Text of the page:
Author: Dr. Ajit Varwandkar

Laddu Pinto was a first-generation entrepreneur. As a part of his business promotion strategy, he organised an event on some particular subject. He made many efforts to publicise that event. Eventually, he could get about 90 plus confirmations for event participation. He made a personal call to each of those ninety people. Additionally, made a follow-up email and a WhatsApp message to all these people. Each one of them had confirmed their participation.

On the scheduled day, Laddu had to face a big disappointment. Out of those 90-plus confirmations, only 36 reported for the event. A large number of vacant chairs in the hall did not look promising. Laddu was under pressure to instantly arrange some more audience. He made frantic calls to a few of his friends and relatives to oblige by their presence. After all, he had invited a celebrity to the programme.
Somehow, Laddu managed to get through the session. Goes without saying he was grossly upset. He could not get the return on investment made by him for organising the event. Moreover, the 36 people who attended the event also got a shallow impression.

Well, friends, there could be more than one reason for the low participation in the event organised by Laddu Pinto. Through this column, I will highlight something else. It is not just about Laddu and his circumstance; you and I may have also encountered such disgraceful disappointments at some time or other in life.

Once, I had a family celebration at home, and a contract for meal preparation was given to a vendor. I recall having met a group of people before the event day. I thought it was an excellent opportunity to build relations with these new connections. Hence, I invited a dozen new friends for lunch at the same family event.
The next day, three out of those turned up. The rest didn’t even respond to my phone calls (except two people who informed health issues). A few of them were shameless enough to casually write off my invitation. Expecting a courtesy apology or at least an information of absence was far away from their character.

I strongly condemn such irresponsible behaviour. People must learn the art of saying a NO when they actually want to say a NO.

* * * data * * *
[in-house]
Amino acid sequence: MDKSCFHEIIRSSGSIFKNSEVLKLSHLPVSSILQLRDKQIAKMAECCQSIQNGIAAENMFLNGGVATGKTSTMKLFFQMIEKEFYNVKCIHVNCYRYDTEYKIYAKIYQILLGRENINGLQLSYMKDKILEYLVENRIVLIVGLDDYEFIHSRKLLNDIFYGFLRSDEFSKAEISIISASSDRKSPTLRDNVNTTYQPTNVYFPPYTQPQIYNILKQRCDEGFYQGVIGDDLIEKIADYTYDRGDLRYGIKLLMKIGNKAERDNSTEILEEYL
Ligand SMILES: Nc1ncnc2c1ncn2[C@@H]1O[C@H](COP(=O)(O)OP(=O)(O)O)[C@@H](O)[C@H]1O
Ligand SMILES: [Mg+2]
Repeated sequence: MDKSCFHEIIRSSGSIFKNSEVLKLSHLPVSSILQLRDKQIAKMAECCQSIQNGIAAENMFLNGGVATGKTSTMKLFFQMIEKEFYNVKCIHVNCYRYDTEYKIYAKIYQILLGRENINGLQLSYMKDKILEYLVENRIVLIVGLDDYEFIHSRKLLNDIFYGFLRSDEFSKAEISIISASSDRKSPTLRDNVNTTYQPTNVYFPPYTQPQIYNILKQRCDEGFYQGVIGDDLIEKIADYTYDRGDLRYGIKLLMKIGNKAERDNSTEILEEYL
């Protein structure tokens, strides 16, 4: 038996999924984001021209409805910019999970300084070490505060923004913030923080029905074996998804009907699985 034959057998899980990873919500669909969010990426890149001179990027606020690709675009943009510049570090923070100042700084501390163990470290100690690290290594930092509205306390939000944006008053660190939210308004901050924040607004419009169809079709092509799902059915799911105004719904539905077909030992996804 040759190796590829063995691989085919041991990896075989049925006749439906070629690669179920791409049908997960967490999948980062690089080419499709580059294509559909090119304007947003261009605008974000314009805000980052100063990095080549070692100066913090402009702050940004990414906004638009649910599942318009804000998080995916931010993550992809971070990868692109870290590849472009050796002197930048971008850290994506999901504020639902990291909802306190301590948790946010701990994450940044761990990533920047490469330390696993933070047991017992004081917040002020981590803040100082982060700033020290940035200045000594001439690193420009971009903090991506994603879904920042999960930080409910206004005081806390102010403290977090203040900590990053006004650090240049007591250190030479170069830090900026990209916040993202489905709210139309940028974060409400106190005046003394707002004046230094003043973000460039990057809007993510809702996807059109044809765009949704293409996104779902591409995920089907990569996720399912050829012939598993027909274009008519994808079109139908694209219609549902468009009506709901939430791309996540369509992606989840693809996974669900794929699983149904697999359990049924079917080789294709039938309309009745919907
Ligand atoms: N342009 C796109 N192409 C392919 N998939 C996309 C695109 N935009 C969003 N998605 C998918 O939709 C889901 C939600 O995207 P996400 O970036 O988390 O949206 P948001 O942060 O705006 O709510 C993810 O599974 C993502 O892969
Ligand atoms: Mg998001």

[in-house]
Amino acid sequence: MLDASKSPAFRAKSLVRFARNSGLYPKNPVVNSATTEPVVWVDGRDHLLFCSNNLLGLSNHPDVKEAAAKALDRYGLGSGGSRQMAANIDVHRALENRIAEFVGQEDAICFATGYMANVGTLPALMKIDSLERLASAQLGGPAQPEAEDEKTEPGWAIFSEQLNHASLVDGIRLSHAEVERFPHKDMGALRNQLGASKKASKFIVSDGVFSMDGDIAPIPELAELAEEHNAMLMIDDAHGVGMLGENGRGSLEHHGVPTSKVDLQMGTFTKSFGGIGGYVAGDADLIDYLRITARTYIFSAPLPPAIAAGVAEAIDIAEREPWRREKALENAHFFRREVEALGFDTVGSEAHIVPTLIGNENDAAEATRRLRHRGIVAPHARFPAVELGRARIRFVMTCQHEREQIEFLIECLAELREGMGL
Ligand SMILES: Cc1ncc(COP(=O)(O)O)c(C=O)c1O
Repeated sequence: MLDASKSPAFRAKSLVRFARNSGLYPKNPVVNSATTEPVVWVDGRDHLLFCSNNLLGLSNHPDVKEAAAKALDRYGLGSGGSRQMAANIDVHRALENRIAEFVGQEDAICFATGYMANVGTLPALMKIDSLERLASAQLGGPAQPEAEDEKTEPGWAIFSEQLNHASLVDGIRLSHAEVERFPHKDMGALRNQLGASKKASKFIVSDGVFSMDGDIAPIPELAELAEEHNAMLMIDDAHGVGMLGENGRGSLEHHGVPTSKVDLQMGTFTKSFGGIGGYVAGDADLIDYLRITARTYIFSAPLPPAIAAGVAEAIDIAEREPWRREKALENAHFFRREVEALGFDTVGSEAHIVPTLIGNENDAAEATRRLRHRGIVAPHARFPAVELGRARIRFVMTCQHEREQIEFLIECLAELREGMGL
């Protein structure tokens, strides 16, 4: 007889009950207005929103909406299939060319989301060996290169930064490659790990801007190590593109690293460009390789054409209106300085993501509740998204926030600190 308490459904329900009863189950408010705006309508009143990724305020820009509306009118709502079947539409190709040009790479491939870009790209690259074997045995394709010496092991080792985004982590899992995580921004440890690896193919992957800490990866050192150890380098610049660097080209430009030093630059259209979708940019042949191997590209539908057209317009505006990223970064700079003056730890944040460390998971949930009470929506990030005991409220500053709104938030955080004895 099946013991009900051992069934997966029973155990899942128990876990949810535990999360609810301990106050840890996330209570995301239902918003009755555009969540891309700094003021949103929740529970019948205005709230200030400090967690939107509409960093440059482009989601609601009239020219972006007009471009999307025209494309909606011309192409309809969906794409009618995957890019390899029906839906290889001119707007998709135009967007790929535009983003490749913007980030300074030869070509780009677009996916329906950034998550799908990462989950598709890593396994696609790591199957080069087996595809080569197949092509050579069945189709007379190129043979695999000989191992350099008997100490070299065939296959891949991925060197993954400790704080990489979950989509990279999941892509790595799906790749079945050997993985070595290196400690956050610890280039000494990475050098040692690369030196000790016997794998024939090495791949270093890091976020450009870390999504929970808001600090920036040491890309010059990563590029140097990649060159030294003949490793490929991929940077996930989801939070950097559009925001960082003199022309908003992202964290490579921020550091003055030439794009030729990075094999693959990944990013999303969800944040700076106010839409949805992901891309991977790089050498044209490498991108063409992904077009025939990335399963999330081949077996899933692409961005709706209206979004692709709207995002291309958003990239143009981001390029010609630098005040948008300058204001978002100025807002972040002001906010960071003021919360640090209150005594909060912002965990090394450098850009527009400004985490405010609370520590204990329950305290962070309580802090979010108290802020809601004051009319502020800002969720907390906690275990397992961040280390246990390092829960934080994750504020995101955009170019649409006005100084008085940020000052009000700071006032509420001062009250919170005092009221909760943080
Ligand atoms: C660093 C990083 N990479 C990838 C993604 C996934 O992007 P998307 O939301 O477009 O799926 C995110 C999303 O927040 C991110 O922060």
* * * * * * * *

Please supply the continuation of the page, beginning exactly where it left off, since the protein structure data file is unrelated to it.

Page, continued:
In both the anecdotes shared above, the gross embarrassment and financial loss to the event organiser could have been mitigated had people given an honest answer to the invitation. Many people prefer to say YES and wriggle out of the situation temporarily. However, the long-term implications of such false commitments can be much beyond their fathomable imagination.

A few of those twelve people are still in touch with me. Over time I got to watch their commitment character on more such occasions. I found that these were deliberately reckless people. Eventually, when there were a few situations where I could have shared business opportunities with these people, I intentionally avoided doing so. Not only me but there were a few other people who started professionally distancing themselves from such people who never demonstrated respect for their own said words.

One can never imagine the implication of socially irresponsible behaviour. What you say and how you behave in your social world gets recorded by a million people. One situation where you miss your commitment is still okay. But a consistent behaviour of false social promises digs deep into your persona. Once a negative perception is built around your name, correcting it in a short time becomes impossible.

My sincere request to people is to respect their words. Say Yes, when you want to say Yes and likewise, be brave enough to say NO when you actually mean to say NO. Refuse an invitation today and save yourself from disgrace tomorrow. In the short run, you may find it tough to face those disheartened eyes, but you are protected from irreparable damage in the long run.

Do contact me in case you have any career queries.

Dr. Ajit Varwandkar is the Director of He is a leading career counselor and can be contacted on 9826132972 or email him at

This column was originally published by the author in The Times of India